Schumer Floor Remarks on the GOP Tax PlanNovember 7, 2017
Washington, D.C. – U.S. Senator Chuck Schumer today delivered remarks on the Senate floor underscoring how the GOP tax plan will ultimately lead to a tax increase for the middle class. Below are his remarks:
Later this week, the House will begin marking up the Republican tax plan – record speed, no hearings, no real discussion - and unfortunately Senate Republicans are mimicking the House in trying to rush through their bill, as well. The Senate Republicans will likely unveil a plan of their own this week, though I don’t expect there to be that much of a difference between the two.
What has united Republican tax “reform” efforts so far this Congress has been a stubborn desire to reduce taxes paid by big corporations and the super-rich. That’s the core. The middle class ends up with the leftovers, and shockingly, millions in the middle class will actually see a tax increase. Not just a handful, but a large number.
I read in this morning’s New York Times that, according to their analysis, one-third of all middle-class families would pay more in taxes next year under the House bill, and by 2026, nearly half of all middle-class families would pay more in taxes. Almost half!
Here’s the newspaper article, this is the New York Times, and they defined median income, middle class, as households between $50,000 and $160,000. The backbone of America. Here is their headline: “Republican plan would raise taxes on millions of middle-class families.”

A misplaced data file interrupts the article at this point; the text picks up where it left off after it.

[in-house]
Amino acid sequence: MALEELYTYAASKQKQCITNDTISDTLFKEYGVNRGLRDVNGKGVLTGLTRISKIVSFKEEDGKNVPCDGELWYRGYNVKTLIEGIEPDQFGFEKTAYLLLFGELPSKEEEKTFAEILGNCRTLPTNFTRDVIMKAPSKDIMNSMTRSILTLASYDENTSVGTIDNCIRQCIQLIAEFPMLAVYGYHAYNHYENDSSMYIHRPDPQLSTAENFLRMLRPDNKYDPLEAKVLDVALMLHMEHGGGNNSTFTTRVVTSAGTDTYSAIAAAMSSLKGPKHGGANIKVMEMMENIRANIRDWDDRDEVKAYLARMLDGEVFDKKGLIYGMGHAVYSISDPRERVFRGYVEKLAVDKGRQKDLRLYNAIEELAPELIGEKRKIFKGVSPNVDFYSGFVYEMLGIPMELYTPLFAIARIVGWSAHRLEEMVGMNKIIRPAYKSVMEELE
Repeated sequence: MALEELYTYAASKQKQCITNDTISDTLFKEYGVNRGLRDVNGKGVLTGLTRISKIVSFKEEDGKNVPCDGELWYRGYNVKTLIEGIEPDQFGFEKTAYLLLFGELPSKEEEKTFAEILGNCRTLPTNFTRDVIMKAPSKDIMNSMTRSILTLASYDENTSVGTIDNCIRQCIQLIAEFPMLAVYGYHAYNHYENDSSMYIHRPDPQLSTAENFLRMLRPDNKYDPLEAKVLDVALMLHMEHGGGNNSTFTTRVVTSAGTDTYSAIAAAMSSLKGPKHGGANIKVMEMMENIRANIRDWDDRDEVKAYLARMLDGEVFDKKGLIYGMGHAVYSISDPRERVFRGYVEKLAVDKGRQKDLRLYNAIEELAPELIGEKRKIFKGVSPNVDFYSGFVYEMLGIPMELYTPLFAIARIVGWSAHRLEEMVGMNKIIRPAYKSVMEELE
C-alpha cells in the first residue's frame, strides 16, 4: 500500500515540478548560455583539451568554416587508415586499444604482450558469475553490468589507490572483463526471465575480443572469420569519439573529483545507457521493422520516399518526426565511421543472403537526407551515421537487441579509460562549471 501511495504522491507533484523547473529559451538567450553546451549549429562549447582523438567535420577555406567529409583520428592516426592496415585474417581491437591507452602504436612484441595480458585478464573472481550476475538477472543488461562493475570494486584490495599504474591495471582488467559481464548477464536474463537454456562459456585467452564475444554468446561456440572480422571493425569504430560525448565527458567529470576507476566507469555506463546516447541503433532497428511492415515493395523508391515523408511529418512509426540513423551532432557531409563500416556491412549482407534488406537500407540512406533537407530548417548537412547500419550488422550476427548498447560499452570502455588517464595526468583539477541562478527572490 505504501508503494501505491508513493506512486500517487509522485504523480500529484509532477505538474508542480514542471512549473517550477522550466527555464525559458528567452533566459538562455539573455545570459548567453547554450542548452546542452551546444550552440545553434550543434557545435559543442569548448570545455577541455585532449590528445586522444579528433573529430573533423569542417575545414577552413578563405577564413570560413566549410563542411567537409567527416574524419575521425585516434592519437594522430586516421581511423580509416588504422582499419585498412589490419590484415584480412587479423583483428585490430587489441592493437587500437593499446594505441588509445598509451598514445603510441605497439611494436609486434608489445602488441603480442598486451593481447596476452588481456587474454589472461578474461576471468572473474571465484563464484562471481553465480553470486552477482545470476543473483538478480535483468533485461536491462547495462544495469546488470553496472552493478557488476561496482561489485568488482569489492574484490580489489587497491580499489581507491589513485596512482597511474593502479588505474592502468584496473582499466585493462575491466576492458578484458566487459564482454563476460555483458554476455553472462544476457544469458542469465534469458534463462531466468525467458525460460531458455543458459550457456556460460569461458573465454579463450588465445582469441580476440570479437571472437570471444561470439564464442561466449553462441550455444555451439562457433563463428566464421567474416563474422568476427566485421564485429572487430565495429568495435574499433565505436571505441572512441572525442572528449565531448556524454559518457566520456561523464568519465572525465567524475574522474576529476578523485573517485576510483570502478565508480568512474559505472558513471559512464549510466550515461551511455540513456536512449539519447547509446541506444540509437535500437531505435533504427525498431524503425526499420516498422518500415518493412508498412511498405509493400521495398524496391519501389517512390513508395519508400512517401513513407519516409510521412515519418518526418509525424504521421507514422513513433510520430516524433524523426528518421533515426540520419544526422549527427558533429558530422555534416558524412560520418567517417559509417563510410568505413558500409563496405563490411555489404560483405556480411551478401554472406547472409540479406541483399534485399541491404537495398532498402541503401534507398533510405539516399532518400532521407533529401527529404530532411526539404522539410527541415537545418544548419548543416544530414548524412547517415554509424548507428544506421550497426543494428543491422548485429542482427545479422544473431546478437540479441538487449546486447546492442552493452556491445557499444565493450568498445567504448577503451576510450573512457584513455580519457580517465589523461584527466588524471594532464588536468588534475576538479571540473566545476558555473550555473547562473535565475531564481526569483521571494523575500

That’s the case, they did their analysis. And by the way, you say ‘well, that’s mainly in the coastal states.’ No. Even if it is not one-third, it is probably about 20% in the poorest of states. Large numbers of middle-class taxpayers in every state in this union – coastal, non-coastal, New York, California, but also Wyoming, Utah, Nebraska – would pay a significant tax increase.
Looking at the House bill, you can see why. The Republicans either reduce or eliminate several critical middle-class tax deductions. The elimination of the personal exemption for example, which lets families deduct roughly $4,150 for each person in the household, would be costly for families of three or more. If you have a lot of kids, this bill is bad for you. Tax-wise, if tax policy influences behavior, they are trying to discourage bigger families. What does that say? Ending the personal exemption makes the House Republican tax plan an anti-large-families bill.
In many cases, the new benefits provided to the middle-class are insufficient to fill the gap created by the loss of popular deductions, and worse, many of the benefits are temporary – expiring after several years. So while some in the middle class may get an initial tax break, a few years down the line that break will disappear and taxes will start going up.
As pointed out by David Kamin, a Professor of Tax Law at NYU – the Republicans have reduced the value of middle-class tax breaks significantly over time. To meet their desires to not increase the deficit by too much, although $1.5 trillion is a heck of a lot, instead of reducing the tax breaks on the biggest corporations or the very wealthiest, they reduce them on the middle class.
- In 5 years’ time, the $300/person family credit is gone.